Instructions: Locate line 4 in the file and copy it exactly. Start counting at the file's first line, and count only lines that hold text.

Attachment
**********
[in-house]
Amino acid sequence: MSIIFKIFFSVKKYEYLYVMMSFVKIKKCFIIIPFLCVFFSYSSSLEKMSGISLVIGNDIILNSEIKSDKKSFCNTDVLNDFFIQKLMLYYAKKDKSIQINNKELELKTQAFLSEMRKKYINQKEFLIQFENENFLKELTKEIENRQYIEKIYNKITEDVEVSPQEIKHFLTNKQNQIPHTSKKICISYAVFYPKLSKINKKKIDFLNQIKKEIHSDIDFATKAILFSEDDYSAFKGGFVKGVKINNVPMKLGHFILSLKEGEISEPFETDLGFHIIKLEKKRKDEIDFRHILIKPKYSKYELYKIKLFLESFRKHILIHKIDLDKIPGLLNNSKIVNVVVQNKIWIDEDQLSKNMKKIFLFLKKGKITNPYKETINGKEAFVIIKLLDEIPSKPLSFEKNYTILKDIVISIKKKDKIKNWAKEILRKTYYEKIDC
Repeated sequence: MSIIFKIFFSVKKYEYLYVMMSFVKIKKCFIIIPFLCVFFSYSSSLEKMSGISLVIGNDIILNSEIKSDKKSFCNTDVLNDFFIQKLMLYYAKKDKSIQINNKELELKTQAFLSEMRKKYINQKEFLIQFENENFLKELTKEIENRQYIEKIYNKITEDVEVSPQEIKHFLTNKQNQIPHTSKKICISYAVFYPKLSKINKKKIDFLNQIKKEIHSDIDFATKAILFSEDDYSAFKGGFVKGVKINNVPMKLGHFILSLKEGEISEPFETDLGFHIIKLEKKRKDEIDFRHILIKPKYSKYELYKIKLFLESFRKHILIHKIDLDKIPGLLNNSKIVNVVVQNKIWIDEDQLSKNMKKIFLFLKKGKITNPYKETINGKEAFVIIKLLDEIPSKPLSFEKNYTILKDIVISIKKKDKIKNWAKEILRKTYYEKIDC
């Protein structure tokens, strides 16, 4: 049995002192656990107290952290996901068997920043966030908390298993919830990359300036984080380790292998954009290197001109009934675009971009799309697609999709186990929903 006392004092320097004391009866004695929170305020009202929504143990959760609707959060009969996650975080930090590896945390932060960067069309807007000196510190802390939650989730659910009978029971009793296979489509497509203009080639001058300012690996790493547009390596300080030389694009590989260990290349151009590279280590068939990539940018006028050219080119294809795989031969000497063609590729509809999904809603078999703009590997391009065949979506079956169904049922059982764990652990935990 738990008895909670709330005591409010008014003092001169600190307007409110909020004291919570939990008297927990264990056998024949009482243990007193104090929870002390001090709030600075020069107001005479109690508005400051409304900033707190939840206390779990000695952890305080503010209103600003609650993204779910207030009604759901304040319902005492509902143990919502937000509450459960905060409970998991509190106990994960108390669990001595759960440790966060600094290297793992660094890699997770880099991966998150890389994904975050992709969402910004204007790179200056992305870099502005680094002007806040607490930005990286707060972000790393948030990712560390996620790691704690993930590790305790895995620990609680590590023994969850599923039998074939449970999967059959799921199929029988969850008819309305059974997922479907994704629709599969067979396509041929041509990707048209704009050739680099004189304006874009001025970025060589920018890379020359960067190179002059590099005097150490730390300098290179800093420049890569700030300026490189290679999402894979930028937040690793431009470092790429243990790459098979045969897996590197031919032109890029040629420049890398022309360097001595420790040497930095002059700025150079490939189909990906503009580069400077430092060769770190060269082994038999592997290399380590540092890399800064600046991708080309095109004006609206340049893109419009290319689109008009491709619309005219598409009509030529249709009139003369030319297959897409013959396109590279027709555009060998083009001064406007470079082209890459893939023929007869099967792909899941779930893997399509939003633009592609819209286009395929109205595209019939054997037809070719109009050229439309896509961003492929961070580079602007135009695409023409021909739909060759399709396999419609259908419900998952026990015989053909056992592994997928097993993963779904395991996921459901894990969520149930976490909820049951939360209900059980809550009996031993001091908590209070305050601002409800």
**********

């Protein structure tokens, strides 16, 4: 049995002192656990107290952290996901068997920043966030908390298993919830990359300036984080380790292998954009290197001109009934675009971009799309697609999709186990929903 006392004092320097004391009866004695929170305020009202929504143990959760609707959060009969996650975080930090590896945390932060960067069309807007000196510190802390939650989730659910009978029971009793296979489509497509203009080639001058300012690996790493547009390596300080030389694009590989260990290349151009590279280590068939990539940018006028050219080119294809795989031969000497063609590729509809999904809603078999703009590997391009065949979506079956169904049922059982764990652990935990 738990008895909670709330005591409010008014003092001169600190307007409110909020004291919570939990008297927990264990056998024949009482243990007193104090929870002390001090709030600075020069107001005479109690508005400051409304900033707190939840206390779990000695952890305080503010209103600003609650993204779910207030009604759901304040319902005492509902143990919502937000509450459960905060409970998991509190106990994960108390669990001595759960440790966060600094290297793992660094890699997770880099991966998150890389994904975050992709969402910004204007790179200056992305870099502005680094002007806040607490930005990286707060972000790393948030990712560390996620790691704690993930590790305790895995620990609680590590023994969850599923039998074939449970999967059959799921199929029988969850008819309305059974997922479907994704629709599969067979396509041929041509990707048209704009050739680099004189304006874009001025970025060589920018890379020359960067190179002059590099005097150490730390300098290179800093420049890569700030300026490189290679999402894979930028937040690793431009470092790429243990790459098979045969897996590197031919032109890029040629420049890398022309360097001595420790040497930095002059700025150079490939189909990906503009580069400077430092060769770190060269082994038999592997290399380590540092890399800064600046991708080309095109004006609206340049893109419009290319689109008009491709619309005219598409009509030529249709009139003369030319297959897409013959396109590279027709555009060998083009001064406007470079082209890459893939023929007869099967792909899941779930893997399509939003633009592609819209286009395929109205595209019939054997037809070719109009050229439309896509961003492929961070580079602007135009695409023409021909739909060759399709396999419609259908419900998952026990015989053909056992592994997928097993993963779904395991996921459901894990969520149930976490909820049951939360209900059980809550009996031993001091908590209070305050601002409800």